Science

Solar Orbiter completes preparation for launch

By Lily Westerby-Griffin

This new technology could allow the sun to be viewed in even more detail. Source: NeedPix

Europe’s own Solar Orbiter is getting prepared to launch from Cape Canaveral, Florida, on the 10th of February 2020. The European Space Agency’s (ESA) £1.3 billion mission is set to answer some of science’s biggest questions about our star by imaging the Sun’s magnetic poles for the first time, this will be used to analyse the effects of space weather on Earth. ESA will collaborate with NASA’s Parker Solar Probe, combining data in hope to answer fundamental questions about our star.

 

The spacecraft was built at Airbus Stevenage, UK, and once completed was transferred to Munich, Germany to be stress tested to ensure the craft could survive in some of the harshest conditions in our Solar System. The launch will use the gravity of Venus to slingshot Solar Orbiter out of the inecliptic plane of the Solar System. After 8 years, the spacecraft will then enter an elliptical orbit just 42 million kilometres from the Sun above its poles taking some of the most detailed images and data of our star yet. However, being this close to the Sun comes with its own challenges. Sun-facing parts of the craft have to withstand 500°C temperatures as well as a constant shower of radiation thirteen times stronger than the radiation received in Earth orbital satellites. Whilst the parts of the craft in shadow will have to survive in -180°C. These two requirements have led to the development of cutting-edge heat shields to protect the craft in such extreme conditions.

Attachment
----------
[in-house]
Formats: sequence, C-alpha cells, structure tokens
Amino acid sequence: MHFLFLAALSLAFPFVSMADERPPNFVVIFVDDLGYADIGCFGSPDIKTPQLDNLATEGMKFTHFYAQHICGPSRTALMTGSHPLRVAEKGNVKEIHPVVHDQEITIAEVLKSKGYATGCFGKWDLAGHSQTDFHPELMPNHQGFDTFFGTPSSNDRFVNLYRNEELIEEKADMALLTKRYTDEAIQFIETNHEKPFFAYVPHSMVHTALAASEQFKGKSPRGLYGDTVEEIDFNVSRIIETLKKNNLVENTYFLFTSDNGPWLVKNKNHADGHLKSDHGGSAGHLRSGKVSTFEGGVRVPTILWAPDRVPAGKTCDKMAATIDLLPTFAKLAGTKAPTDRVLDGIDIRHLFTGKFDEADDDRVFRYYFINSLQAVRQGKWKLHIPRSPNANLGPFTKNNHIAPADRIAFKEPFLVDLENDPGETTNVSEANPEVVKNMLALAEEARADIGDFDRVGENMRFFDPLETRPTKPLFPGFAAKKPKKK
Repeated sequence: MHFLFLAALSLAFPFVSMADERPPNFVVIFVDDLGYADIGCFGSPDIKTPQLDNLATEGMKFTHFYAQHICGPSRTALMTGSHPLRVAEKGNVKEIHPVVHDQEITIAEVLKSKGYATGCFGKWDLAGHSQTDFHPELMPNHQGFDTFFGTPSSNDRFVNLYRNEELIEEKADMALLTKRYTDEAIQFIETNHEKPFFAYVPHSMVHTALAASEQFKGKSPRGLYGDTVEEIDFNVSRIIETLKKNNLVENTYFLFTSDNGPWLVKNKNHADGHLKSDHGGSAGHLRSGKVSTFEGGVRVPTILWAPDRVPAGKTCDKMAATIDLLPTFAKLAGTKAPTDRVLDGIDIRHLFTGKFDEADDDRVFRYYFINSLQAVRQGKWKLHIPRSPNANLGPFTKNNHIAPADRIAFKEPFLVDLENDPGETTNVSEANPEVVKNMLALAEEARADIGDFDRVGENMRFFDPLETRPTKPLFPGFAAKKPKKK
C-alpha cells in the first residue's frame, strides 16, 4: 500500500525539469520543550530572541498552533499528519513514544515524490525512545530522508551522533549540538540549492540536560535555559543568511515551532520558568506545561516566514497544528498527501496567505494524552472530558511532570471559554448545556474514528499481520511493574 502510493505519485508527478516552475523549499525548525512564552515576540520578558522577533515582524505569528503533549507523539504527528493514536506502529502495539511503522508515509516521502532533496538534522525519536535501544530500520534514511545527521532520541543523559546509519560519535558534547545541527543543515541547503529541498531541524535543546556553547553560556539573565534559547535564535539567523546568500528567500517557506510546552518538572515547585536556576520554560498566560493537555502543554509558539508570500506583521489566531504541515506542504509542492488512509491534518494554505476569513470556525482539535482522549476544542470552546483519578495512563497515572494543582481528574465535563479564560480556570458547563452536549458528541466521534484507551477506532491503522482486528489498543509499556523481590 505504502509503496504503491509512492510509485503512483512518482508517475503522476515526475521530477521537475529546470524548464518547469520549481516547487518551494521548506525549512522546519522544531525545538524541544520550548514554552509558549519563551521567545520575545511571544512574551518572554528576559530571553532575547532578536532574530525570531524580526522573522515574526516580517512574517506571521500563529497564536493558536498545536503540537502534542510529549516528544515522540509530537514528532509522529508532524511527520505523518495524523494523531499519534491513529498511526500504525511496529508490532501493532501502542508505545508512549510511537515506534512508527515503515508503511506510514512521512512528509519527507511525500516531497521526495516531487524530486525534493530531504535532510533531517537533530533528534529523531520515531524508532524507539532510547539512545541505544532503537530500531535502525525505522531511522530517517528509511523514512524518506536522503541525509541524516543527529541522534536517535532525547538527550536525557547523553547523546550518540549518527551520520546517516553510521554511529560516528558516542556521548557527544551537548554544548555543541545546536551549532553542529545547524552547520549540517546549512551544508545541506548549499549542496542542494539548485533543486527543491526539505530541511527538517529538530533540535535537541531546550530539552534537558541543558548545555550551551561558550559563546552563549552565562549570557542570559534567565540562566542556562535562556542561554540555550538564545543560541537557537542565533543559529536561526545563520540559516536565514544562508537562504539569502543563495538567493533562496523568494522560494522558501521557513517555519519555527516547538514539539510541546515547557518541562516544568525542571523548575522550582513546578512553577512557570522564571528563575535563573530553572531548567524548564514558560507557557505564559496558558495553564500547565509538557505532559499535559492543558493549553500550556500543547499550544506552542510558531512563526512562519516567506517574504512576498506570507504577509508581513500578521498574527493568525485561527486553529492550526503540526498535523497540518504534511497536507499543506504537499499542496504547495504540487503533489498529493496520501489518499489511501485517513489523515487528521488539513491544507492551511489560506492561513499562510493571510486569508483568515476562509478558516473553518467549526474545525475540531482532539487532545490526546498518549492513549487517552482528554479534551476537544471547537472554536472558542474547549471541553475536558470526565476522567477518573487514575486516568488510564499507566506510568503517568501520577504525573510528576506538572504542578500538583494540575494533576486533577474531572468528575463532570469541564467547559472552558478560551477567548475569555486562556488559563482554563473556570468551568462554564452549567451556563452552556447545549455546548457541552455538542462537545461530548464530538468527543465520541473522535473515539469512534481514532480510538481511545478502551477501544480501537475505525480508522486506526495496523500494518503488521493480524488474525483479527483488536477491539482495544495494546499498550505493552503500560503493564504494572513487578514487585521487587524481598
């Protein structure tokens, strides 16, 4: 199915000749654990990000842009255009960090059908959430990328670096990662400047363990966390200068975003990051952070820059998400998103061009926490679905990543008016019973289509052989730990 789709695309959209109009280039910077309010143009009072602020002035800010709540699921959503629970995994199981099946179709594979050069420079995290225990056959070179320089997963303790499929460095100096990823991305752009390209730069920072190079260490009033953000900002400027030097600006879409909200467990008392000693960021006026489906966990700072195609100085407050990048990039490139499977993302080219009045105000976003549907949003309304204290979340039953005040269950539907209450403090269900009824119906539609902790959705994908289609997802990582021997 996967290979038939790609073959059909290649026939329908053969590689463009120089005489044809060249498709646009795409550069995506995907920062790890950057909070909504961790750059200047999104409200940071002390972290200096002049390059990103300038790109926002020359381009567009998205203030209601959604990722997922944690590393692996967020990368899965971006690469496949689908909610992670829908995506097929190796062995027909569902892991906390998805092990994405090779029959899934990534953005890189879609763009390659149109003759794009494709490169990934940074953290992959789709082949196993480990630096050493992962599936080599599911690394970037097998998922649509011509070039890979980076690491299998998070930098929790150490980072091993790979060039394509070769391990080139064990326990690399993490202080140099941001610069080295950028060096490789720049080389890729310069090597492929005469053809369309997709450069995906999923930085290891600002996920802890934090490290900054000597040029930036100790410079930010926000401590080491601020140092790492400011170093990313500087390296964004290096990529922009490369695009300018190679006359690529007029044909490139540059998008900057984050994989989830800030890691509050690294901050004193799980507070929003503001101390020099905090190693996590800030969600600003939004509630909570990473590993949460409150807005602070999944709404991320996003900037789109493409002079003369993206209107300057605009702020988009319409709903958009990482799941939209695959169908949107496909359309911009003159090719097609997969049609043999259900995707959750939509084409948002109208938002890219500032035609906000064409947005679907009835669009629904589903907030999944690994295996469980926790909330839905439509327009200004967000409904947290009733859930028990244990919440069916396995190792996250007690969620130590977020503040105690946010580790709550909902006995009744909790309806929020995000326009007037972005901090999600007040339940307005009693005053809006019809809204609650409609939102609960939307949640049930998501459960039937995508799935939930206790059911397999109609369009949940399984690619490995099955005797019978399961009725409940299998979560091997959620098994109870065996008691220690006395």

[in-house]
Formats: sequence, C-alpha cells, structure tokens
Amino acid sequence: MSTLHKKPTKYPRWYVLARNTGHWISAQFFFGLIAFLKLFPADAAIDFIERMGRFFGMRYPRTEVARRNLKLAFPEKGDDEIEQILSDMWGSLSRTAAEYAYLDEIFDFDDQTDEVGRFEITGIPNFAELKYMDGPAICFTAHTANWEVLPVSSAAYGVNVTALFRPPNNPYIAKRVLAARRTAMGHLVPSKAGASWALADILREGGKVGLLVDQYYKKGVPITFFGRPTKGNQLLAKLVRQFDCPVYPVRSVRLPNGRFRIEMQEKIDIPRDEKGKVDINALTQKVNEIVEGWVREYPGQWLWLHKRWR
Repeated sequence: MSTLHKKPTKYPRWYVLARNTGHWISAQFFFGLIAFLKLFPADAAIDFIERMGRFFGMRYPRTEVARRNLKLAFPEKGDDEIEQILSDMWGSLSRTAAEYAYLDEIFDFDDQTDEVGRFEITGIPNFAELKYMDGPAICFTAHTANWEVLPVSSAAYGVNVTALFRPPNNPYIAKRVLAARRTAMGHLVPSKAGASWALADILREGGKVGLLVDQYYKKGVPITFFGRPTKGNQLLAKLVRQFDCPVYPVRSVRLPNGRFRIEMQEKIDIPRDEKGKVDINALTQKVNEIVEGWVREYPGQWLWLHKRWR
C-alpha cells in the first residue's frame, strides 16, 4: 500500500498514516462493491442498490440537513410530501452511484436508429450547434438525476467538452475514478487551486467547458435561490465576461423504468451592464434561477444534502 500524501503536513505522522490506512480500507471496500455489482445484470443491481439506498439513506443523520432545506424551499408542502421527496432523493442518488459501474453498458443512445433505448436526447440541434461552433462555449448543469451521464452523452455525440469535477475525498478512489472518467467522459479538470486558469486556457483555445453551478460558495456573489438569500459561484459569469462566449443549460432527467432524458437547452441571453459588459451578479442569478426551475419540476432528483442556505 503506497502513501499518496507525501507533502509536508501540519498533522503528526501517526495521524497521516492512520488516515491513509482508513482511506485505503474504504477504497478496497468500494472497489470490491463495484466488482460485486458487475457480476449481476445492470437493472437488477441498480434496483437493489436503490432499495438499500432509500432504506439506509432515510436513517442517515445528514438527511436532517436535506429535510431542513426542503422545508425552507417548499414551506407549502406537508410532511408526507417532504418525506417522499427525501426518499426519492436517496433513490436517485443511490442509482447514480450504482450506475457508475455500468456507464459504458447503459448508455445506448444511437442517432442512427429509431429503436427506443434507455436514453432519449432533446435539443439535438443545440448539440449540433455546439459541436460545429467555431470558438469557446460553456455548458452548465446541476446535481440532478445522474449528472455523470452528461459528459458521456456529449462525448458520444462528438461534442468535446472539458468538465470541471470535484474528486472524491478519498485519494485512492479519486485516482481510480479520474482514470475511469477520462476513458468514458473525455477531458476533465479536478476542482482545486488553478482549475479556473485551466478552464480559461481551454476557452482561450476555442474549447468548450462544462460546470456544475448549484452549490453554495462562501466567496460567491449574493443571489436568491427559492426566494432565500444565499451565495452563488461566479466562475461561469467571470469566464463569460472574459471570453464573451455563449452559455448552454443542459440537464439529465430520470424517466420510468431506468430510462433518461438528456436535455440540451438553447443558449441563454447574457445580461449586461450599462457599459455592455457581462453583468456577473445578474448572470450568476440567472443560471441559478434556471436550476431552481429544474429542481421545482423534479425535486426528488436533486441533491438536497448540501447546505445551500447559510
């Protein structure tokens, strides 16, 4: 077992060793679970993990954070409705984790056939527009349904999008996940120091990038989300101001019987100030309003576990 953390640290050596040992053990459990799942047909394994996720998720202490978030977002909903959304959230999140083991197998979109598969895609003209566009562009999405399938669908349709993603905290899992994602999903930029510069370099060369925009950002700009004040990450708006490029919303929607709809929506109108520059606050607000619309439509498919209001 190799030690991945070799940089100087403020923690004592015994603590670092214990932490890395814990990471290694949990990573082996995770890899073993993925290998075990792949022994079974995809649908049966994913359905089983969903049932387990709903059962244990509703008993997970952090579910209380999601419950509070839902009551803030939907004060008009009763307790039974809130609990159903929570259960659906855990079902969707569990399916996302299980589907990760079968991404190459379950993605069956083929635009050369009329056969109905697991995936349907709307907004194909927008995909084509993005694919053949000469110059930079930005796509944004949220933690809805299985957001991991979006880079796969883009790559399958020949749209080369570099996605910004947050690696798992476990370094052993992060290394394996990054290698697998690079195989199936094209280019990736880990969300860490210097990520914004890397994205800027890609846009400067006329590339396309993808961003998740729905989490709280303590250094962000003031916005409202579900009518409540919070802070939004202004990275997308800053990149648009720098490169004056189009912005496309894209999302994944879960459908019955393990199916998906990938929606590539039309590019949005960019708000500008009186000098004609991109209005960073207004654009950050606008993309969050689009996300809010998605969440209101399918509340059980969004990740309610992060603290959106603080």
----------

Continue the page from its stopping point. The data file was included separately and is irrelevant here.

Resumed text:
Solar Orbiter has been equipped with ten instruments. These instruments will be directly imaging the radiation in-situ. It will look to observe our stars magnetic and electric processes, looking through a protective glass to withstand the extreme radiation. Instruments inside the craft will image the solar surface and coronal environments. 

 

Our Solar System is full of charged particles (plasma) formed of the by-products of the reactions that power our Sun. This makes Earth vulnerable to electromagnetic damage during Solar storms. Produced mostly by the Sun’s magnetic poles, solar storms cause this plasma to slam into the Earth’s magnetic field, producing electromagnetic disruptions all over the world. Famously, the aurora borealis is caused by these storms, but not all of these interactions cause such beautiful effects. In 1989, a storm caused the collapse of an entire energy grid in Canada, leaving six million residents without power for nine hours. Even smaller scale storms regularly create errors in GPS systems, these errors produce position inaccuracies of tens of meters. The elliptical orbit of the spacecraft will provide the first views of the Sun’s uncharted poles above the poles of the sun to aid a deeper understanding of these storms. 

 

With the solar orbiter and the two instruments used for imaging being built here in the UK, the Space Orbiter will arguably be one of the most significant scientific launches in British history.

 

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